One problem is that spamming is becoming more sophisticated. Like the rest of the technology industry, hackers have embraced convergence. Spam is now often sent from compromised computers, known as botnets, which are used for extortion attacks, but are created by malware made by hackers.

An entire trade exists in making malware, such as backdoor and password-stealing Trojan horse programs that log keystrokes from hijacked PCs.

A Trojan infrastructure with support services can be purchased for £500. Phishing kits cost £100-£150, and for £500 you can buy a universal kit to target any financial institution, according to research from security firm RSA.

One hacker, called "0x80", earns almost £3,500 a month from sending spam through self-made botnets, the Washington Post reported last year.

And unlike three years ago when malware was designed to simply make a mess of the internet, hackers are now producing malware that tends to have two purposes: to steal data and to connect an infected computer to a botnet.

Many companies are failing to react to the changing threat, says Roger Thompson, CTO at online security firm Exploit Prevention Labs. "Companies are not understanding this at all. They think they are protected by anti-virus software and a firewall. But people have got to be patched or run anti-exploit software. The trouble with web browsing is that it pokes a hole through the web browser," he says.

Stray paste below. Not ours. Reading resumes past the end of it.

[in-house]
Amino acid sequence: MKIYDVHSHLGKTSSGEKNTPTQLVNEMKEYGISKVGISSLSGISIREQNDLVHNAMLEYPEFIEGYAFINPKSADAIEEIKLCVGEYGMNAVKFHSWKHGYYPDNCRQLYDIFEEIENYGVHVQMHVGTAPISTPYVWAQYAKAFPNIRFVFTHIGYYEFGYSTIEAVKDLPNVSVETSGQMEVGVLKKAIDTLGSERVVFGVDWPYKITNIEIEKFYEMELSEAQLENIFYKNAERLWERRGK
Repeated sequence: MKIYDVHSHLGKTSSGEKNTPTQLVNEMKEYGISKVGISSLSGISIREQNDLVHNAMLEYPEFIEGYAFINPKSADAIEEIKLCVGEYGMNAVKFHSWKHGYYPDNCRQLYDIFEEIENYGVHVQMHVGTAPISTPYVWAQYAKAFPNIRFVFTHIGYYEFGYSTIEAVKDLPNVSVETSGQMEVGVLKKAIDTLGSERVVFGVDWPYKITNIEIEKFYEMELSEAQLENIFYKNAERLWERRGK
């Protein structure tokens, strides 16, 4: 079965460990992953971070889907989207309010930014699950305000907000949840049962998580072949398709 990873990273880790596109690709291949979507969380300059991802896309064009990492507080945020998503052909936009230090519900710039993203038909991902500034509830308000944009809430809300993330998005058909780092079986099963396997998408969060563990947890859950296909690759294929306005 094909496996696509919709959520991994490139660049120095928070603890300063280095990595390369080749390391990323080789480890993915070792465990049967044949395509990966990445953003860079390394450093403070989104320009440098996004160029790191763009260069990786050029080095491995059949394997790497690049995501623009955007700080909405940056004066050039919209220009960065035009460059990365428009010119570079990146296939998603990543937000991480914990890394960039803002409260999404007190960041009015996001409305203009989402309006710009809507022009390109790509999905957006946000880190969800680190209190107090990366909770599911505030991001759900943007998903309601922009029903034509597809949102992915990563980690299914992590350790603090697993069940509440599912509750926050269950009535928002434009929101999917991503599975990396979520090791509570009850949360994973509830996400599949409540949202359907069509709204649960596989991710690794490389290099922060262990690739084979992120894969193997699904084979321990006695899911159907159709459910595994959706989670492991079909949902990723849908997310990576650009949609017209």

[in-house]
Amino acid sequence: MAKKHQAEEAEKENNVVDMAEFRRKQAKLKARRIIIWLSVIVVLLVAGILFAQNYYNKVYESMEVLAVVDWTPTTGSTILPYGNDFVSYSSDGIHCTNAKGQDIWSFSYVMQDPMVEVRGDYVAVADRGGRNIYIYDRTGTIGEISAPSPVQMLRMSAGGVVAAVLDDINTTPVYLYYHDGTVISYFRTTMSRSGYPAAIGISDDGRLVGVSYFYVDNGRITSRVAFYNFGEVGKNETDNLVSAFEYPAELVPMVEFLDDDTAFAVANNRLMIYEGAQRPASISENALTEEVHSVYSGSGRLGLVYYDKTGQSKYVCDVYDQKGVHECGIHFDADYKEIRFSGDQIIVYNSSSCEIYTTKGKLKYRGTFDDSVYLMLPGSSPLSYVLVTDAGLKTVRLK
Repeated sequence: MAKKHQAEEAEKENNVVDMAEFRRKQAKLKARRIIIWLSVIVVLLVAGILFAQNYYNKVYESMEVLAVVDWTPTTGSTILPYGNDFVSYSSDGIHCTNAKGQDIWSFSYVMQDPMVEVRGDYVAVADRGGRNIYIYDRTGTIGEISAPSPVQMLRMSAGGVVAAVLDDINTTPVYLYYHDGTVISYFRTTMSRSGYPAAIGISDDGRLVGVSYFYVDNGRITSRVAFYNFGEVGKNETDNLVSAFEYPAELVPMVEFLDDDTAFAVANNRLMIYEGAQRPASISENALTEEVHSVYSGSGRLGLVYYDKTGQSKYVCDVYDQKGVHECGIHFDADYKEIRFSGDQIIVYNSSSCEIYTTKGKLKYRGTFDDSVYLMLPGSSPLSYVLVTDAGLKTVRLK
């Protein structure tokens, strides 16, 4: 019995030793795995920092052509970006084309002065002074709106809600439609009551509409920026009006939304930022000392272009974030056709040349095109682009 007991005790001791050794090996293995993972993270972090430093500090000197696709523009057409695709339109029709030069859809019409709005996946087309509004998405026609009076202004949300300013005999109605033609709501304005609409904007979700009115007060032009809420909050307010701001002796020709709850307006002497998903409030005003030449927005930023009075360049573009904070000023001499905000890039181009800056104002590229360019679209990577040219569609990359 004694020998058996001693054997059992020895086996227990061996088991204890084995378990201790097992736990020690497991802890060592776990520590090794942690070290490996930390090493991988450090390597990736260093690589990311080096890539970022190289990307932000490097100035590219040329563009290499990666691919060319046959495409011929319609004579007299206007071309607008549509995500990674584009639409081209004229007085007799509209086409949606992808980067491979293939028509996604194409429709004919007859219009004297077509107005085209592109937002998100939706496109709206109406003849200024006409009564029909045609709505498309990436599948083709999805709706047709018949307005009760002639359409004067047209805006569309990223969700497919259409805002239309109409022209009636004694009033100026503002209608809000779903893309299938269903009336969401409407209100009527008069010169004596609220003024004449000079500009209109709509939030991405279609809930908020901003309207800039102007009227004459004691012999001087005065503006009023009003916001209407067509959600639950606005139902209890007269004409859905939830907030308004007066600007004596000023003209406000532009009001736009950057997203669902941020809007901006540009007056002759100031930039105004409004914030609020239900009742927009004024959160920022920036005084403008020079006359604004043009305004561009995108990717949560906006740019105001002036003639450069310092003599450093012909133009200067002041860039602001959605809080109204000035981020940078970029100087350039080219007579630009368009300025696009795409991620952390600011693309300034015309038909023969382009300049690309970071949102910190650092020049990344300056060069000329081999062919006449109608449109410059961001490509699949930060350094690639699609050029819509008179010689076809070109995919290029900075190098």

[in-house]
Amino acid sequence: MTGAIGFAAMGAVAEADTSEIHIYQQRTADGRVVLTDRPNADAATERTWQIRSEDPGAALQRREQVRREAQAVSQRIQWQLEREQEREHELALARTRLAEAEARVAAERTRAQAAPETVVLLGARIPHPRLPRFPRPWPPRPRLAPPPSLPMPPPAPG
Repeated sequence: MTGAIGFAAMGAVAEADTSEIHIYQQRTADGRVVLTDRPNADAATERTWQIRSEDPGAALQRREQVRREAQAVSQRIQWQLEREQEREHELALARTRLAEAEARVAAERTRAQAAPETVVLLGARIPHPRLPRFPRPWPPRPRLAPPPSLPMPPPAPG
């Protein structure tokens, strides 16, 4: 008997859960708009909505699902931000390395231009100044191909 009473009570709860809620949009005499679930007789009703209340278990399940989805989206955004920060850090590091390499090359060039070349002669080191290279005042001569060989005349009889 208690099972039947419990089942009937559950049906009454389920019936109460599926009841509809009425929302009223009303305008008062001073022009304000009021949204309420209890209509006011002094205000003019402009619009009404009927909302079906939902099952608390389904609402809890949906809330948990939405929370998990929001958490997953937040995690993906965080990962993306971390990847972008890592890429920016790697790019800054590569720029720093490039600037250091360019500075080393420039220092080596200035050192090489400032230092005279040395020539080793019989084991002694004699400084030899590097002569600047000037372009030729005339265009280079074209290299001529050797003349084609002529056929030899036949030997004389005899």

Security companies have also started to find that a higher proportion of intercepted attacks are targeted attacks. E-mail security firm MessageLabshas seen a sharp rise in messages sent directly to senior management, addressed with names and job titles. Family members of these people were also said to be targeted as an indirect way for hackers to get information on companies.

Botnets are at the heart of a large portion of criminal hacking cases. For this reason, US police last month began the enormous task of telling one million people their computers are under hacker control. The FBI launched the initiative, Operation Botroast, in a bid to reduce the high number of PCs hijacked and networked together for criminal use.